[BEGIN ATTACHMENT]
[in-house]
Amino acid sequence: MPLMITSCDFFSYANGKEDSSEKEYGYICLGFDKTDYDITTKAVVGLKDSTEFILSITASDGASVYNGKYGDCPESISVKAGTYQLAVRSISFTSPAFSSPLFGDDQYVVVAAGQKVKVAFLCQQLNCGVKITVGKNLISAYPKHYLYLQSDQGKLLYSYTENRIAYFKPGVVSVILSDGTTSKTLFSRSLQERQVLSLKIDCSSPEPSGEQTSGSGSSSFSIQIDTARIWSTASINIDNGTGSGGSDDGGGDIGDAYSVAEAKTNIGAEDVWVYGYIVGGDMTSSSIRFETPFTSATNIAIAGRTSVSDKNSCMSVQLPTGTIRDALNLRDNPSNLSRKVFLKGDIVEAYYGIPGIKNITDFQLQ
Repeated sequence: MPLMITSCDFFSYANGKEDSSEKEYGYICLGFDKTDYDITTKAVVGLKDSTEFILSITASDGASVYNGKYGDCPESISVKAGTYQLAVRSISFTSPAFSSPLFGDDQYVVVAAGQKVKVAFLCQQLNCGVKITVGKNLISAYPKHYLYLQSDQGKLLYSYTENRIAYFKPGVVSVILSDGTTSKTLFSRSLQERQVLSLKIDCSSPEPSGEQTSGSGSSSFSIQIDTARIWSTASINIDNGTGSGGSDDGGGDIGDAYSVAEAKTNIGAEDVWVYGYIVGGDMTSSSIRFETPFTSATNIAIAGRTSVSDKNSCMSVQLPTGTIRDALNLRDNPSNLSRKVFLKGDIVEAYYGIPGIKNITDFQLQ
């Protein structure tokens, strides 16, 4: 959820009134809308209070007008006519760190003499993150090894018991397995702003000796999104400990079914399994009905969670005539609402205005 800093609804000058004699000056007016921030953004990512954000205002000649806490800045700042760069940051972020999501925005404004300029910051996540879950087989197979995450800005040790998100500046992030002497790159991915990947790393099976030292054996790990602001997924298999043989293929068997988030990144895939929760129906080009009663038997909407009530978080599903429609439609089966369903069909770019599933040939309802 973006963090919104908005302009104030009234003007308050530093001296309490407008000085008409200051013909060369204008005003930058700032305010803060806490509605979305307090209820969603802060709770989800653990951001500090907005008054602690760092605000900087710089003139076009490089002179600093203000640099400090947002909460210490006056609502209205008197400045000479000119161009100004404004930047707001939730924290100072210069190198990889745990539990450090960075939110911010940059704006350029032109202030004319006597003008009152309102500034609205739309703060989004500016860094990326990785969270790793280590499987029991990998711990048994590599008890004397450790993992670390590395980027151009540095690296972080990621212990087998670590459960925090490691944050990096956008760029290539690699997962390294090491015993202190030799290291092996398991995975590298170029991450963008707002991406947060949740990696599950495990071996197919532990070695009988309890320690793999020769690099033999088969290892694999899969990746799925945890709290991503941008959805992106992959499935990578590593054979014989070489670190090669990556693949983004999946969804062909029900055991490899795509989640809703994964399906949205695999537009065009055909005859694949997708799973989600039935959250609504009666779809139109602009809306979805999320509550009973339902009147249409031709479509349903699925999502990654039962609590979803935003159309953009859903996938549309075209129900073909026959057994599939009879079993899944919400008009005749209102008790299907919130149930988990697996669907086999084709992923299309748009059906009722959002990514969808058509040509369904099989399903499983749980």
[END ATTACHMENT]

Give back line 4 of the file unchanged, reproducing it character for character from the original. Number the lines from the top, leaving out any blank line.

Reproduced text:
């Protein structure tokens, strides 16, 4: 959820009134809308209070007008006519760190003499993150090894018991397995702003000796999104400990079914399994009905969670005539609402205005 800093609804000058004699000056007016921030953004990512954000205002000649806490800045700042760069940051972020999501925005404004300029910051996540879950087989197979995450800005040790998100500046992030002497790159991915990947790393099976030292054996790990602001997924298999043989293929068997988030990144895939929760129906080009009663038997909407009530978080599903429609439609089966369903069909770019599933040939309802 973006963090919104908005302009104030009234003007308050530093001296309490407008000085008409200051013909060369204008005003930058700032305010803060806490509605979305307090209820969603802060709770989800653990951001500090907005008054602690760092605000900087710089003139076009490089002179600093203000640099400090947002909460210490006056609502209205008197400045000479000119161009100004404004930047707001939730924290100072210069190198990889745990539990450090960075939110911010940059704006350029032109202030004319006597003008009152309102500034609205739309703060989004500016860094990326990785969270790793280590499987029991990998711990048994590599008890004397450790993992670390590395980027151009540095690296972080990621212990087998670590459960925090490691944050990096956008760029290539690699997962390294090491015993202190030799290291092996398991995975590298170029991450963008707002991406947060949740990696599950495990071996197919532990070695009988309890320690793999020769690099033999088969290892694999899969990746799925945890709290991503941008959805992106992959499935990578590593054979014989070489670190090669990556693949983004999946969804062909029900055991490899795509989640809703994964399906949205695999537009065009055909005859694949997708799973989600039935959250609504009666779809139109602009809306979805999320509550009973339902009147249409031709479509349903699925999502990654039962609590979803935003159309953009859903996938549309075209129900073909026959057994599939009879079993899944919400008009005749209102008790299907919130149930988990697996669907086999084709992923299309748009059906009722959002990514969808058509040509369904099989399903499983749980």